Socialist memories and a never-ending transiton: fuel for populism and conflict

Shock therapies and the never-ending transition

The World Bank announced that by joining the European Union, the transition of the former socialist countries (Hungary, Estonia, Latvia, Lithuania, Poland, Czech Republic, Slovakia, Slovenia, Bulgaria, and Romania) ended in 2004 and 2007 respectively. The reason for this conclusion is that all countries have gained their economic output from the peak before the collapse of the dualist world system, meaning that after 20 years of inflation, struggle and macroeconomic instability, the GDP per capita surpassed its maximum value from the 1980s.

Nevertheless, solely the GDP does not tell much about the living standards of people. In every single country the Gini-Coefficient – a tool to measure economic inequality – rose, indicating the emerging, and later widening, gaps between the classes. Although this is a logic consequence related to the price liberalization, privatization and decentralization, unemployment rates occurred, which had not existed before. In 2002, more than 10 years after the collapse of the socialist system, in Poland, Bulgaria and Slovakia up to 20% of their citizens were unemployed, in the former Soviet countries of the Baltics, unemployment rose to 12%. These experiences cannot be ignored easily.

Different strategies were applied to cope with the challenges of the system shift: in Poland the economic shock therapy – a set of intense short-term measures to introduce trade liberalization, privatization and monetary stabilization – is nowadays perceived as both a success story and failure, while other countries dealt with much slower gradual steps to refrain from their prior model. Either way, due to the lack of employment in the first decade of transition, still in almost all former socialist countries (excluding the Czech Republic), poverty rates are between 15 and 20%. Leaving both the oldest and youngest members of the labour force in precarious conditions, there has been much space for Eurosceptic or nationalist ideologies to blossom.

Both the low turnout at the European Parliament elections in May 2014 and the chosen parties in the Eastern countries drew a picture of distrust and frustration regarding the European Union. Not enough, the current economic sanctions against Russia reinforce the underlying anger, since especially small- and medium-scale businesses as well as peasants are hit by the prohibition of exports to Russia.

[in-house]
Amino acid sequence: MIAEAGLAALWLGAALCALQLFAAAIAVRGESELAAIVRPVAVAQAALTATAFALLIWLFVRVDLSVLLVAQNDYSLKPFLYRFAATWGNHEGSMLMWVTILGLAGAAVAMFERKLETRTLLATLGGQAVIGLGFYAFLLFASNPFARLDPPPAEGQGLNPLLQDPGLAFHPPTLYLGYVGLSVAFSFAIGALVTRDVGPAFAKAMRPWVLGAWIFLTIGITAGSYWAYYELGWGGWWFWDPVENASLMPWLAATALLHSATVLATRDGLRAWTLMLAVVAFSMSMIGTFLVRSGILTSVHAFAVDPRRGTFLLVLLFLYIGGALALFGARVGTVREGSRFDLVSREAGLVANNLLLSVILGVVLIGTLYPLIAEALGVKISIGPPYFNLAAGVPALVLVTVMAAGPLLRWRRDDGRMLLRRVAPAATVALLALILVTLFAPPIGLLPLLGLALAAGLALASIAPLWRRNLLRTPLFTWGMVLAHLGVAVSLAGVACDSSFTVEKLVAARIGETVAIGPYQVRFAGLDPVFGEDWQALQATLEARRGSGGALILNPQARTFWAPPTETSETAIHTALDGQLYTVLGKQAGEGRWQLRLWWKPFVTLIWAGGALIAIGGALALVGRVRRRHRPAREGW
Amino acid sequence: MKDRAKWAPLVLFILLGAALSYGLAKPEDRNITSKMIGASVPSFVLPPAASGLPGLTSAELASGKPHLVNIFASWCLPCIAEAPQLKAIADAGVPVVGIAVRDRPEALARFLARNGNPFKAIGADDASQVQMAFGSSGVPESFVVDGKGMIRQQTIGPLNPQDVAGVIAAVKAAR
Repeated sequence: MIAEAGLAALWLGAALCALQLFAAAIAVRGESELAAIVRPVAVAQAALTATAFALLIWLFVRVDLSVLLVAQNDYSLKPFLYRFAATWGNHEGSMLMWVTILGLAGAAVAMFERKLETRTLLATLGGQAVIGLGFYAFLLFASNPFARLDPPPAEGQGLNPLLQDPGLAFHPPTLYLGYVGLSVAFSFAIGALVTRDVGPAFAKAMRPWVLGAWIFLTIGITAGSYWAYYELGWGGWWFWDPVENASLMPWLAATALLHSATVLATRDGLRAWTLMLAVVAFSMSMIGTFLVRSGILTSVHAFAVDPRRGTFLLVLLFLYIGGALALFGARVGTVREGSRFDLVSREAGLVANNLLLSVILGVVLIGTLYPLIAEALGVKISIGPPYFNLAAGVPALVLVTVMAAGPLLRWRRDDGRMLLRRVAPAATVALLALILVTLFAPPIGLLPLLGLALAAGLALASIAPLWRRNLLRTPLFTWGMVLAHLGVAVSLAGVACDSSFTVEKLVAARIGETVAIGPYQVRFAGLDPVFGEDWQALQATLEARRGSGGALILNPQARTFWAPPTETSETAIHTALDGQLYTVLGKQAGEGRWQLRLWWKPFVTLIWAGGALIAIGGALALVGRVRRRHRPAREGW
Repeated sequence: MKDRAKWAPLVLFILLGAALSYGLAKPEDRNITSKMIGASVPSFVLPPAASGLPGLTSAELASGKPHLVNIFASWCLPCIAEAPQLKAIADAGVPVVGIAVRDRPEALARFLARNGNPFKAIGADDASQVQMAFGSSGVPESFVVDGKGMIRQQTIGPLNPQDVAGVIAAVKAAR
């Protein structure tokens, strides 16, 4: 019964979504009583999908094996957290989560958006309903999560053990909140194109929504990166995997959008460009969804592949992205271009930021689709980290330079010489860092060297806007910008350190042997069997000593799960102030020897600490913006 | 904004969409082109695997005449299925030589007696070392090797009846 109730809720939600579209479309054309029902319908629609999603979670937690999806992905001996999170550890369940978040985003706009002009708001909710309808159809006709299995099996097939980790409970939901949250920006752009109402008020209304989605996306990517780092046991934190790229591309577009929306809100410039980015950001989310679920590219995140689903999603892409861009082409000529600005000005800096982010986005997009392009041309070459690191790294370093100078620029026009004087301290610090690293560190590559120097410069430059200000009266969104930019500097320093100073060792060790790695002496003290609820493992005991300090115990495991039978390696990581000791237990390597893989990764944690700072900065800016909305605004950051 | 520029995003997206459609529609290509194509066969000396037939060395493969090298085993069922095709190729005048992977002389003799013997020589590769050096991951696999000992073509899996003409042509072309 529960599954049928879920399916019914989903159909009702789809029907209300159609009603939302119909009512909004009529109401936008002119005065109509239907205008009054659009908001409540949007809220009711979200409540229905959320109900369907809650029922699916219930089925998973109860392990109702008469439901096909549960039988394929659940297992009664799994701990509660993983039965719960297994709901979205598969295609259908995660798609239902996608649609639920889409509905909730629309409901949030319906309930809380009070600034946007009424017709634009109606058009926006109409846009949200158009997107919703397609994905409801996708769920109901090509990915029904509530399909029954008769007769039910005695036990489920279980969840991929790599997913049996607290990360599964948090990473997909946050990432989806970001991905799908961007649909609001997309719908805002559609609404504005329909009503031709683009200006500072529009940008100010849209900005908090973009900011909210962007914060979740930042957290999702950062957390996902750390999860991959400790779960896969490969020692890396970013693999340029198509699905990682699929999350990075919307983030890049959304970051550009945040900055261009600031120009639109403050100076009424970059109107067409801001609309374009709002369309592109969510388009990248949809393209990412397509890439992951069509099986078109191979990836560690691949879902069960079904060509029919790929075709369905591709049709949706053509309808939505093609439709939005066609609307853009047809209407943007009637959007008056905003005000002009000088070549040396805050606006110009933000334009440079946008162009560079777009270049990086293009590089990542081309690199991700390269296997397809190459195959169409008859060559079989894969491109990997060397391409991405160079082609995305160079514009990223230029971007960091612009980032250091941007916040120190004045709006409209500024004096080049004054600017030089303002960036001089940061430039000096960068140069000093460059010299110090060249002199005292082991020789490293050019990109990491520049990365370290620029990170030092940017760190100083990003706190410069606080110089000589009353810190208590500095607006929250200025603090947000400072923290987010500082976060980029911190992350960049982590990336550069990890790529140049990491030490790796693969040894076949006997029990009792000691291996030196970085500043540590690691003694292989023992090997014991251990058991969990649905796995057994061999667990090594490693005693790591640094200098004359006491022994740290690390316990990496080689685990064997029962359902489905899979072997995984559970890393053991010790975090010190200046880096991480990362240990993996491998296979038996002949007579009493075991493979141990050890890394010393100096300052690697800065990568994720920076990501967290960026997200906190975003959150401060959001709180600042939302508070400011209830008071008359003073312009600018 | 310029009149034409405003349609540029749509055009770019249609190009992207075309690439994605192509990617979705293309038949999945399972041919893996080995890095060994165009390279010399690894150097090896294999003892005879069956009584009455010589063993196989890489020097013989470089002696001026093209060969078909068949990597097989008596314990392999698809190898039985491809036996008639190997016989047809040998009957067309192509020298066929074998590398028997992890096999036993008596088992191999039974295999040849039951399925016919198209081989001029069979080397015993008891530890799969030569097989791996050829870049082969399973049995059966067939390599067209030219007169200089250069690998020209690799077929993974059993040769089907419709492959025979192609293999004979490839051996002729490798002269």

While the consequences of these challenges are manageable, in Georgia, Ukraine and Moldova the influence of Russia and the Eurasian Economic Union matter: in spite of the signed economic Association Agreement between the EU and these countries, the self-proclaimed independent regions of Transnistria (Moldova), South Ossetia and Abkhaiza (Georgia) and the Ukrainian disputed areas Donetsk and Lugansk expressed the will to cooperate with the Eurasian Economic Union. Although they have not achieved independence, these regions continue to play a crucial role in destabilizing these countries of the EU’s external frontier.

Without being clearly visible, a complex combination of poor economic decisions, historic traditions and political challenges reinforces old tensions existing in countries that are still stuck in their transition period. Both a silent influence from Putin and the emergence of internal populist movements as a consequence of the paradigm shift in (Central) Eastern Europe can stir anger and doubt – a development which cannot be ignored by the EU in the long run.

 

Further reading:

European Commission: Memo on the EU’s Association Agreement with Moldova, Georgia and Ukraine

Foreign Policy: Putin’s Eurasian Dream Is Over Before It Began

E-International Relations Students: The Failure of Neoliberal Transition Policies in Eastern Europe Post-1989

Cover Photo: „Support the union of sickle and hammer“ flickr.com, user: James Vaughan

Side Photo: Alice Greschkow

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